I'm really just trying to understand what you see here, and where you're coming from. As there really isn't anything close to Aikido seen here, knowing why you thought they might show some can help us put you in the right direction for future experiences.
 

donnaTKD

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don't know about the aikido but there were some bits of muay thai in there and not a lot else.............

doorman did the right thing though which was good to see - why carry a bat if you don't know how to use one properly ?????
 

drop bear

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Hmm, let's try again… why do you think that anyone in those clips are trained in Aikido, or, indeed, any martial art at all? Is it just that you expect most people, and anyone who gets involved in a fight, has some training (which is far from the reality), or that you expect every martial artist to have some training in all, or at least, many systems? What do you understand Aikido to actually be, what are the hallmarks you see here that indicate any connection to Aikido, other than a (honestly) rather baseless assumption that, well, they might have done some at some point?

I'm really just trying to understand what you see here, and where you're coming from. As there really isn't anything close to Aikido seen here, knowing why you thought they might show some can help us put you in the right direction for future experiences.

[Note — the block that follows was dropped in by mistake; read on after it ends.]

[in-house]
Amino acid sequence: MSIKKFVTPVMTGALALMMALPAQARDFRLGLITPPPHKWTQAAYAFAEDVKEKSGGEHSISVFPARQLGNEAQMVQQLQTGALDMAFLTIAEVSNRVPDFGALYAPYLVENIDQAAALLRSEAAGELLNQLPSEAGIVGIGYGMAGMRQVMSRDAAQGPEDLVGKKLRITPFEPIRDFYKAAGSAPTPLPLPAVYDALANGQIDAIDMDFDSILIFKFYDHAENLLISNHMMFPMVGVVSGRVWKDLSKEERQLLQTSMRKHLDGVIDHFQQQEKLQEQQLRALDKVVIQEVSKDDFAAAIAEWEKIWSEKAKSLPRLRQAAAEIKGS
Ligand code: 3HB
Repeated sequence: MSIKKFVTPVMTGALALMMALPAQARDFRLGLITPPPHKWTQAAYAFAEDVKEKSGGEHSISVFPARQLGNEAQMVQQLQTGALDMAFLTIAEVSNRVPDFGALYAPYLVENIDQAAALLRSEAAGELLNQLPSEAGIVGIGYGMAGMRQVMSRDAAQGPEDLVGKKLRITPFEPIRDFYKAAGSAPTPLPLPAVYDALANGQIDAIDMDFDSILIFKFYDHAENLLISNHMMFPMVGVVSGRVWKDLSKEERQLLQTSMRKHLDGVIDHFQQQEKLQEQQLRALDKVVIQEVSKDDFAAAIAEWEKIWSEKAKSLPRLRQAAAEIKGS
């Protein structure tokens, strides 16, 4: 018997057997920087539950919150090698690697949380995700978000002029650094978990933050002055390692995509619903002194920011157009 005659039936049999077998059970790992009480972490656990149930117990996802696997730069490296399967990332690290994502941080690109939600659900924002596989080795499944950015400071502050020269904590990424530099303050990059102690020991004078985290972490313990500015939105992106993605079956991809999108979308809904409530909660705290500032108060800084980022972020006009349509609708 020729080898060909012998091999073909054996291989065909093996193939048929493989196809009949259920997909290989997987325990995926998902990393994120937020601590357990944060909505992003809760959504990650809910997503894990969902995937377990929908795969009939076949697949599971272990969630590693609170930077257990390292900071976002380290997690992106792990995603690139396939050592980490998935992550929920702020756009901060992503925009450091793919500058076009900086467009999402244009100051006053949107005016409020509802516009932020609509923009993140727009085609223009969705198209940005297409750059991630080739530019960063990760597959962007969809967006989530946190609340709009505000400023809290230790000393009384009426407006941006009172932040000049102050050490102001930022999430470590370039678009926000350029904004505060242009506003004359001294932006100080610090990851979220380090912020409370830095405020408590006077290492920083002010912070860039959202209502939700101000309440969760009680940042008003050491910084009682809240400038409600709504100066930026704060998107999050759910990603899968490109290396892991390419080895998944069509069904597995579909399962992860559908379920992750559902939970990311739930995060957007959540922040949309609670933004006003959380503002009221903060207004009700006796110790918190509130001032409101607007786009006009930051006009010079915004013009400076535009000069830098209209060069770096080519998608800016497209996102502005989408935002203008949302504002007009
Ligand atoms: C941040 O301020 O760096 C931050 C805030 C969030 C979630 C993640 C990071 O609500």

Because people were redirecting force and throwing guys around.

Of course just because akido do that does not give them a monopoly on it.

This guy used akido though.

http://m.youtube.com/watch?v=r90w-AXESIk

Otherwise plenty of martial arts has that kind of redirecting force type throw.
 

Chris Parker

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I was specifically asking Jorgemp, and am still wanting to hear from him, but okay.

Because people were redirecting force and throwing guys around.

No, I'd disagree with that assessment of the clips. There was almost no redirecting of force in any of the clips, really… and the only "throwing guys around" was more grab and spin… not really anything even "martial arts", let alone Aikido.

Of course just because akido do that does not give them a monopoly on it.

No, but Aikido has a specific approach to how they do things.


Er… okay. Good for him. I don't think anyone was doubting Aikido's viability on a technical level here… so not really sure why this clip was posted. The question was specific to the clips in the first post.

Otherwise plenty of martial arts has that kind of redirecting force type throw.

Well, all that's shown there is Kote Gaeshi, and sure, many arts have versions of it… not always as throws, not always as any type of "redirected force", or anything similar, so the rest of that description isn't necessarily correct. For the record.